Until recently possible entitlement to future benefits for active medical care could not be settled.
However, as of November 1, 2017, settlements of both compensation and medical benefits can be settled on a “full and final” basis.
Such settlements are voluntary for both sides. A case can be settled only if the other side agrees to negotiate a settlement – and if an administrative law judge approves the settlement agreement.
The amount of a full and final settlement will reflect the cost of the compensation and medical benefits an insurance carrier may be required to pay in the future if your case is not settled, as well as the likelihood the carrier will need to pay those benefits.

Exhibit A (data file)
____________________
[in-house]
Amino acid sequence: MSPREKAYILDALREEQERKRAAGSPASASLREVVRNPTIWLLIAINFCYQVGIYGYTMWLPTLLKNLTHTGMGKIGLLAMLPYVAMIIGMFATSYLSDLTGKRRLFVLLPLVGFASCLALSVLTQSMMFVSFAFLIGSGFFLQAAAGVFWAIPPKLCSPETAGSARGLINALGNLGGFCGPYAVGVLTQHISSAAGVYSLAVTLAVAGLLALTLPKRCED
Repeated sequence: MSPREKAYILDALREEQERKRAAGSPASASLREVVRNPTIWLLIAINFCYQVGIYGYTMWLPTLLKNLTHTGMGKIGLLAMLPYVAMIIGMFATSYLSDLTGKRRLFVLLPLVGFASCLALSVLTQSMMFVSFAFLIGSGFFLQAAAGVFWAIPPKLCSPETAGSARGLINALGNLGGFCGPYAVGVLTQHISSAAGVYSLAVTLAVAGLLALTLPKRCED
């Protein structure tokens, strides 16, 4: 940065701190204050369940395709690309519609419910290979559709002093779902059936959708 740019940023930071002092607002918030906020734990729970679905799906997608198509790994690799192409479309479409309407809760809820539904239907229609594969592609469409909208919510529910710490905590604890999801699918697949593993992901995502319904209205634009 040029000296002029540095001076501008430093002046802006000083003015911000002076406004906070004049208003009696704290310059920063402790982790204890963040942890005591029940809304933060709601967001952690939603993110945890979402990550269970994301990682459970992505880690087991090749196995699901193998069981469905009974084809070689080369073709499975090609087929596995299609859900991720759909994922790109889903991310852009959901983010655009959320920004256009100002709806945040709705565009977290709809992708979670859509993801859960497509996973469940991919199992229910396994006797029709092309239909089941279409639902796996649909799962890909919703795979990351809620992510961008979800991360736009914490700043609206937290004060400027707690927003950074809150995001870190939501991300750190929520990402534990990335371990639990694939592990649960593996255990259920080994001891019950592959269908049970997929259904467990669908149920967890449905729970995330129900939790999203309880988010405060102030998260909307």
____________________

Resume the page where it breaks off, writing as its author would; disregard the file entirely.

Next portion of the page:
However, if you agree to a full and final settlement you would be giving up two important rights – the right to try to reopen your case in the future should you need additional active medical care (such as surgery), and the right to receive supportive (maintenance) medical treatment.
Exploring the possibility of a full and final settlement is best done with the help of an experienced Board-Certified workers compensation attorney. Prior to retaining an attorney, it is best that you NEVER tell the insurance company that you will ONLY be satisfied with a full and final settlement – doing that will negate the possibility of ever obtaining an adequate settlement amount.